The impact of the global crisis on women workers – new report

March 30, 2009
A powerful new Oxfam report is released today, ahead of this week’s crisis summit in London. Written by my colleague Bethan Emmett, it pulls together preliminary research in 10 countries across Asia and Latin America to show that women working in export manufacturing industries, e.g. garments and electronics, are often first to be laid off, frequently without pay or compensation. In
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Viet Nam: how the crisis is hitting migrant workers in globalization’s poster child economy

March 26, 2009
As we approach the London Summit on 2 April, I’ll be putting up some findings from research Oxfam has been doing on the impact of the crisis in a range of developing countries. First up, some early results from our hyperactive Viet Nam team on the impact of the global crisis on what has been one of the world’s most successful
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Is British aid bad? Owen Barder locks antlers with Bill Easterly

March 25, 2009
Time for a little attention to the rising aid sceptic tide. A number of books (Dambisa Moyo, Jonathan Glennie, Michela Wrong), blogs etc have been trashing aid with both good and bad consequences. Good in that, as From Poverty to Power argues, there is lots wrong with the aid system that urgently needs fixing (and some deeper questions on the
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Food prices for poor people are not coming down – new data from the FAO

March 24, 2009
It’s been bugging me for months that we are still talking about a ‘food price crisis’ even though world commodity prices, including food, have come down a long way since their peak in mid 2008. Should we still be talking about 150m people being pushed below the poverty line by high food prices? Won’t they have reemerged from poverty as
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IMF finally calls it – the world economy will shrink in 2009, and developing countries are hit harder than we thought

March 20, 2009
Every revision of global growth predictions has been heading towards zero, and now the IMF, in its report to the G20 finance ministers’ meeting last weekend,  has taken the next step. It predicts the world economy will shrink in 2009, (by minus 0.5-1%) for the first time in 60 years. It’s pretty safe to assume that this won’t be the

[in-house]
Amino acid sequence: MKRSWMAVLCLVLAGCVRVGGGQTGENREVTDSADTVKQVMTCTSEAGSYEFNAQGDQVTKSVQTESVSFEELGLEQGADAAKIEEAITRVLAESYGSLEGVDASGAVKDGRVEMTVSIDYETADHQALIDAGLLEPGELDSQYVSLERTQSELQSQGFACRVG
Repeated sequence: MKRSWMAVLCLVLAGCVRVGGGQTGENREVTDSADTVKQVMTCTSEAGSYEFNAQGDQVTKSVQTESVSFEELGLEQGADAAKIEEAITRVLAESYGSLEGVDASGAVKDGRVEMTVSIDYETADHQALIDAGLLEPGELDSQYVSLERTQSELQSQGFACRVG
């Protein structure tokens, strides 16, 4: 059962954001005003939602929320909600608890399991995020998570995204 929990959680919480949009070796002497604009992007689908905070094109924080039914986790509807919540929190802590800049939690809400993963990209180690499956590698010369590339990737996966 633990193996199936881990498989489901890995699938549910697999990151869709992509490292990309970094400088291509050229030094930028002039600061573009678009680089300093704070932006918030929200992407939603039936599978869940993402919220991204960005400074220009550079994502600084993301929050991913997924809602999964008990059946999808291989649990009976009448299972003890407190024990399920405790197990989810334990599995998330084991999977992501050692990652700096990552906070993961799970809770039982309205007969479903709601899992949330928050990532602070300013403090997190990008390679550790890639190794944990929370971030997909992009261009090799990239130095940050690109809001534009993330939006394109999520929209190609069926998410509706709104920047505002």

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Want to reduce inequality? Look at Latin America!

March 19, 2009
I was at DFID again this week (I should be on a retainer) , presenting a paper on the impact of the global crisis on Latin America (it should be on the Oxfam website by the middle of next week). One interesting glass-half-full v glass-half-empty discussion was over income inequality: I said the region was doing well in reducing the gulf between
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‘Moving Out of Poverty’: Outstanding new mega-study from the World Bank

March 18, 2009
One of the best books I have ever read on development was ‘Crying out for Change’, a summary of a massive late 1990s study by the World Bank called ‘Voices of the Poor’. So it was a delight to pick up the summary of its new and epic successor ‘The Moving Out of Poverty Study’ (I’ve got the book on
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Is the UN missing in action on the global crisis?

March 17, 2009
Last week I attended two events that focussed on the crisis and its impact on development: a big DFID conference in preparation for its forthcoming white paper, and an NGO presentation to the UN ‘Commission of Experts’ on reforming the international financial system, which is chaired by Joe Stiglitz. Discussions at both events brought home just limited a role the
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The Millennium Development Goals: what have they achieved? What next?

March 16, 2009
Last week I spent a day closeted with statisticians, UN officials and academics reviewing the MDG phenomenon. Agreed off the back of the Millennium Summit in (unsurprisingly) 2000, the MDGs, setting out 2015 global targets on everything from health to education to poverty, have become a familiar part of the aid landscape, a reference point for politicians and donors, but
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How badly is the crisis hitting the poorest countries? Here’s what the IMF thinks

March 12, 2009
The IMF has a new paper out summarizing the impact of the global crisis on 78 ‘low income countries’ (LICs) – the world’s poorest, many of them in Sub-Saharan Africa. Its findings include:
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What happens when you give people money (rather than food or blankets) after a natural disaster? Some evidence from Zambia

March 11, 2009
When disaster strikes in the shape of floods or droughts, aid agencies traditionally ship in food and blankets, often over great distances. But increasingly, people are trying out a novel alternative – give people envelopes full of cash and let them buy what they need. I’ve just been reading an evaluation of two such exercises in response to floods in
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Building a Low Carbon Economy: How much will it cost? Where do we start?

March 10, 2009
Leaders like Obama and (increasingly) Gordon Brown seem to be gravitating towards the ‘green new deal’ argument that massive international spending in response to the financial crisis must also shift economies onto a ‘low carbon recovery’ path. Looking at the science, there’s little argument – we have to massively reduce the carbon intensity of production if we are to keep
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